SHAPIRO: Well, speaking of...

PORTMAN: So I think it'll help.

SHAPIRO: Speaking of other countries, a big trade issue the U.S. has not resolved is with China. And this weekend, $160 billion more in Chinese imports are going to be subjected to new tariffs, including a lot of popular consumer items like laptops and cellphones. These tariffs were pushed off from September so Christmas shopping wouldn't take a hit. How concerned are you about this?

PORTMAN: I'm concerned about it. I'm hopeful that it can be at least delayed because, as you know, there have been some positive signs just in the last 24 hours. China has agreed to buy more of our products, soybeans in particular, which is nice for Ohio. But I guess more importantly is - I think there is a good faith effort that's being undertaken by the same person, U.S. trade rep Bob Lighthizer, with China, as he did with Nancy Pelosi over the last year, to come up with an agreement on USMCA.

So I think, actually, USMCA's success helps to build up a more likely successful negotiation with China. First, it strengthens our economy, which gives us leverage. But second, it shows that America can get something done here. And you know, it is possible for us to get to yes. One of the things that China has been saying, as you know, is not just vis-a-vis us, but with other countries around the world, the United States has a tough time getting to yes in a trade agreement. Well, here we have - and my - I hope that we can do that with China just in the next few days, at least on phase one, to avoid those tariffs.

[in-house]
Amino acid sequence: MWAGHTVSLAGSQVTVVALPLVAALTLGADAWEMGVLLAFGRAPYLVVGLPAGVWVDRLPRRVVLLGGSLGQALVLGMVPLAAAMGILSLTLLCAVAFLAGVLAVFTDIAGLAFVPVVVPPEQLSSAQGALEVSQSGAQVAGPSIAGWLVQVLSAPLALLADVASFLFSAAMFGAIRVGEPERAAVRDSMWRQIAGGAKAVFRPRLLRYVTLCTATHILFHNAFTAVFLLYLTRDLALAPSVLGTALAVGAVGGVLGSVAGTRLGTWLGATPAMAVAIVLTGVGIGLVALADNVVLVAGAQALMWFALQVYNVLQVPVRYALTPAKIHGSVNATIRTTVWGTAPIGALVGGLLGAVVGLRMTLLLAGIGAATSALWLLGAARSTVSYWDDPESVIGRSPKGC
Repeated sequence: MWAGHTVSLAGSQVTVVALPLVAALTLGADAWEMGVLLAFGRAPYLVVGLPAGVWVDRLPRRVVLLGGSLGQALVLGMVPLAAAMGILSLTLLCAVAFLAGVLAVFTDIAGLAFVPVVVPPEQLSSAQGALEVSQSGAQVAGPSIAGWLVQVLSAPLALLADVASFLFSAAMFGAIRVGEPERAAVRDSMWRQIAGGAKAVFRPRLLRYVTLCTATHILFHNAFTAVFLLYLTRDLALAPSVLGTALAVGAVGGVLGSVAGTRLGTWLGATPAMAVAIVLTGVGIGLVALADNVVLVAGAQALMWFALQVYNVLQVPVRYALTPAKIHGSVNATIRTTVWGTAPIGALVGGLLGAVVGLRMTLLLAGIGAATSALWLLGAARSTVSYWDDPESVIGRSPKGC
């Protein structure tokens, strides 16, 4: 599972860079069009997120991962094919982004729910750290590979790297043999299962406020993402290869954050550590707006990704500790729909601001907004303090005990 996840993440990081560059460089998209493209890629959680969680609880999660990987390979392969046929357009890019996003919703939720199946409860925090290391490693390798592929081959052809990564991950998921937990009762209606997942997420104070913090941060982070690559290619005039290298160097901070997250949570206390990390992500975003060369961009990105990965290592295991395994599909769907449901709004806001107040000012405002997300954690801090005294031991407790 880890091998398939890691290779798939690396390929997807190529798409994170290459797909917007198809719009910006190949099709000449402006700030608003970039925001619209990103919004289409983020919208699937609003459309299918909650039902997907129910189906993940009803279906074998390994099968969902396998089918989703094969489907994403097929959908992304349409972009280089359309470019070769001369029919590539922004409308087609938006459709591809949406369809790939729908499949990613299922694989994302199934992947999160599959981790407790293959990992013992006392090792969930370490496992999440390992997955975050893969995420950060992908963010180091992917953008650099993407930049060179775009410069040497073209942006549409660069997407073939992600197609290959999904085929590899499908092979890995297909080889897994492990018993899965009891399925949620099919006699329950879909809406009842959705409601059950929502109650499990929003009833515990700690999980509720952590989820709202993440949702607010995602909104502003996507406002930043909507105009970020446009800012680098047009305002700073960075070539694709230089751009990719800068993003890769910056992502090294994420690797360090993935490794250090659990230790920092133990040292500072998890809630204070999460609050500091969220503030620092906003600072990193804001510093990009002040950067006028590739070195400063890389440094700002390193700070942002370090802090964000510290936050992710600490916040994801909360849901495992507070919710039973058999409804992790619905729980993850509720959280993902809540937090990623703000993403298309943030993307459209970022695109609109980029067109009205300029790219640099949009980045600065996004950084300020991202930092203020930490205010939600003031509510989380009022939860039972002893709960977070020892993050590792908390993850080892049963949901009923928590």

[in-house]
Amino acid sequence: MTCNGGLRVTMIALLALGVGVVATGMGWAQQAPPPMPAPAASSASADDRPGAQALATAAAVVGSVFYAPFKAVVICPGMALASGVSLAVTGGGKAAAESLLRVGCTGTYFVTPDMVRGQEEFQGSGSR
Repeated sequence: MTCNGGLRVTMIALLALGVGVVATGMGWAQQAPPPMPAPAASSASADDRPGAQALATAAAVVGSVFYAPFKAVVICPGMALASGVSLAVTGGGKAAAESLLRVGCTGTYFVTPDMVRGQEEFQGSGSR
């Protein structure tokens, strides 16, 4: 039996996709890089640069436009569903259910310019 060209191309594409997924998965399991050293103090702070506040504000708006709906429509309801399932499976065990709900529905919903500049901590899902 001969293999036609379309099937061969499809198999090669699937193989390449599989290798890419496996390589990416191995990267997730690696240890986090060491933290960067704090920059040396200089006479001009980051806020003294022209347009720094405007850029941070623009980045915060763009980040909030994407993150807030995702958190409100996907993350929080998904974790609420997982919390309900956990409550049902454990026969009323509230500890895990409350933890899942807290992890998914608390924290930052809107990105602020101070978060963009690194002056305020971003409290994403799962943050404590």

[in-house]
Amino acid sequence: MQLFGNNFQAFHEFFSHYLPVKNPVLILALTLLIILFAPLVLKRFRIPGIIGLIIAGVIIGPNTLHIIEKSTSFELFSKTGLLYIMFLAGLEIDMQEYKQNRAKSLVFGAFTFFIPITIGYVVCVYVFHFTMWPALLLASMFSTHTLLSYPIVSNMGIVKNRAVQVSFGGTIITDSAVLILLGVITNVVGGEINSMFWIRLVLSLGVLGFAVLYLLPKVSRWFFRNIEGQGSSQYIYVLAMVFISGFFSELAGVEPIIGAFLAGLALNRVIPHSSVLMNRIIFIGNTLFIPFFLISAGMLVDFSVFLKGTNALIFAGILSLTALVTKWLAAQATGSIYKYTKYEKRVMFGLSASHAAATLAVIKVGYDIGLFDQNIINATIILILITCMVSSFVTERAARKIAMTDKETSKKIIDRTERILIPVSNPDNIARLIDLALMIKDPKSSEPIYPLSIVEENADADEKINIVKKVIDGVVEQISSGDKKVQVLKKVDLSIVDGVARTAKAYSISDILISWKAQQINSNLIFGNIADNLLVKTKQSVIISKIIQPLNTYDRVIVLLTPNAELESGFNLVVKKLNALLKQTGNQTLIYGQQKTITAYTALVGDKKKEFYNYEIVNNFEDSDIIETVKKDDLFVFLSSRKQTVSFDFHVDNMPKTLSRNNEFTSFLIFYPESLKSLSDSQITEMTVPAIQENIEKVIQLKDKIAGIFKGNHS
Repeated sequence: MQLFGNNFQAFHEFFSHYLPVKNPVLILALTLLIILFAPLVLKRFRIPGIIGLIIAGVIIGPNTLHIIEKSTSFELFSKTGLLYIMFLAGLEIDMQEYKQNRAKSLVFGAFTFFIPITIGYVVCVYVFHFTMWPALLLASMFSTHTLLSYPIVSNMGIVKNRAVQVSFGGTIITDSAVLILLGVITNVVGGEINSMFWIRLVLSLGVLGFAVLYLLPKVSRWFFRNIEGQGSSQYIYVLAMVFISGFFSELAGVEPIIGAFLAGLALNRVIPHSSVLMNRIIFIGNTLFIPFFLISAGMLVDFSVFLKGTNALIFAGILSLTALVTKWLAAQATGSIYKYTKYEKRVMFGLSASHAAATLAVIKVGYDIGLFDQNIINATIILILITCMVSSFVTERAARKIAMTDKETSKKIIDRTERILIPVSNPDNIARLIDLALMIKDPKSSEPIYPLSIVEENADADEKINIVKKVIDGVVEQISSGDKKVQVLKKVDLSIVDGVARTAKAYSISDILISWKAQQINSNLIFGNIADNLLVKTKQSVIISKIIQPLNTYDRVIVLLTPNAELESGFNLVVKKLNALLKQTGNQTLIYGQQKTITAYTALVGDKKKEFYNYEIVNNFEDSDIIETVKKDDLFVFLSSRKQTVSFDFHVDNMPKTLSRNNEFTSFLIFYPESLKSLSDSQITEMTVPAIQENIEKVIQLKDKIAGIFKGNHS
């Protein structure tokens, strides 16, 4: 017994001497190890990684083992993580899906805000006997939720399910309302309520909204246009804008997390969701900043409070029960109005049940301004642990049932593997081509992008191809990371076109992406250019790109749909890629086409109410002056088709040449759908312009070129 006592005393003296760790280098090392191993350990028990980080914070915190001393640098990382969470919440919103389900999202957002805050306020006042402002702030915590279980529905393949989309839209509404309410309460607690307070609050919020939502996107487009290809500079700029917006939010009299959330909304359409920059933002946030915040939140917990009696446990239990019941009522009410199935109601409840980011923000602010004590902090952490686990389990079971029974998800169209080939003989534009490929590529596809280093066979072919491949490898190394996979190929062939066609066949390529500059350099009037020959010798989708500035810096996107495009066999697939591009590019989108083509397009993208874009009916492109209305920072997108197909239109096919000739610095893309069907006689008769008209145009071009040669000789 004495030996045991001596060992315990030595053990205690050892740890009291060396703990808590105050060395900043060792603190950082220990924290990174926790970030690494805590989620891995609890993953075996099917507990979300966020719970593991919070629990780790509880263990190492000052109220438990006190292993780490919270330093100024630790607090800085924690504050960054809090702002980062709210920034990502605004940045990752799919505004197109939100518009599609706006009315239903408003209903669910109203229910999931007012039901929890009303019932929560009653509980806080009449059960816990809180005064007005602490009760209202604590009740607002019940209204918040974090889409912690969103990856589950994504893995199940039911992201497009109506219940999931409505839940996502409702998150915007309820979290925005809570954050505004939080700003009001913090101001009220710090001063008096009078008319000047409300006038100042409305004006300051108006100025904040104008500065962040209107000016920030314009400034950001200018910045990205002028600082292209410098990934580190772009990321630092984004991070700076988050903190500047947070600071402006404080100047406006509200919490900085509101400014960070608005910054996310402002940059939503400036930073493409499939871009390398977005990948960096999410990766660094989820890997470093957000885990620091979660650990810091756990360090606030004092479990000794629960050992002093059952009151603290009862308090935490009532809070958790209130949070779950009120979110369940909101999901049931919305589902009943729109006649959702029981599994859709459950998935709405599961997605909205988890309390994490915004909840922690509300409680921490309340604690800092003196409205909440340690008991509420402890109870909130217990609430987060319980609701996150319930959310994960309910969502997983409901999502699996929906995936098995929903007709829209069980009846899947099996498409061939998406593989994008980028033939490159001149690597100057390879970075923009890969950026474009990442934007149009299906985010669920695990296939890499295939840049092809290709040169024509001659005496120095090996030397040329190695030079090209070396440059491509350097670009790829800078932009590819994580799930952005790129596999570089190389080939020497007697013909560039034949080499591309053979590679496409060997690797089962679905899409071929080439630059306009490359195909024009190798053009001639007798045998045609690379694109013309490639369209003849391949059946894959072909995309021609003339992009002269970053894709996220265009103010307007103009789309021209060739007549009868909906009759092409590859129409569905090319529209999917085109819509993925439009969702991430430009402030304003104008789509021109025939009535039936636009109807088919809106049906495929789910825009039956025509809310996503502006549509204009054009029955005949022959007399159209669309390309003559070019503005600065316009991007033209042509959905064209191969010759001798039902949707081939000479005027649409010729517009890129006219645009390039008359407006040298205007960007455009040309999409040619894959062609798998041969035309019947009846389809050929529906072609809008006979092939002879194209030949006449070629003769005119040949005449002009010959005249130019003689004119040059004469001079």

SHAPIRO: Just in our last minute, I want to ask - because you do co-chair the Senate Ukraine caucus. You've said a number of times you don't see evidence the president has done anything that would rise to the level of impeachment. Now that you've heard testimony in the House, if this does move to a Senate trial in the new year, as is expected, what's the biggest question that you still need answered?

PORTMAN: Well, you know, I don't see the evidence that has been compiled so far in the House. I have said consistently after encouraging the release of the transcripts that some of the president's actions were not appropriate. But based on what's been presented, nothing rise to the level of saying we're going to overturn the results of an election, especially...

SHAPIRO: Any question that you still want answered, though?

PORTMAN: In terms of a question I'd like answered from the administration...

SHAPIRO: About the president's activities, vis-a-vis Ukraine.

PORTMAN: Well, yeah. I mean, I - as the head of the Ukraine caucus, as you said, or the co-chair of it, and someone who pushed hard for that funding to go, I want to be sure that we continue to provide that funding. And we just passed that in the national defense bill that we agreed to just yesterday. So that's good news. And I - we need to continue to support Ukraine as they are turning to the West.

SHAPIRO: Republican Senator Rob Portman of Ohio, thank you.

PORTMAN: Thanks, Ari. Take care. Transcript provided by NPR, Copyright NPR.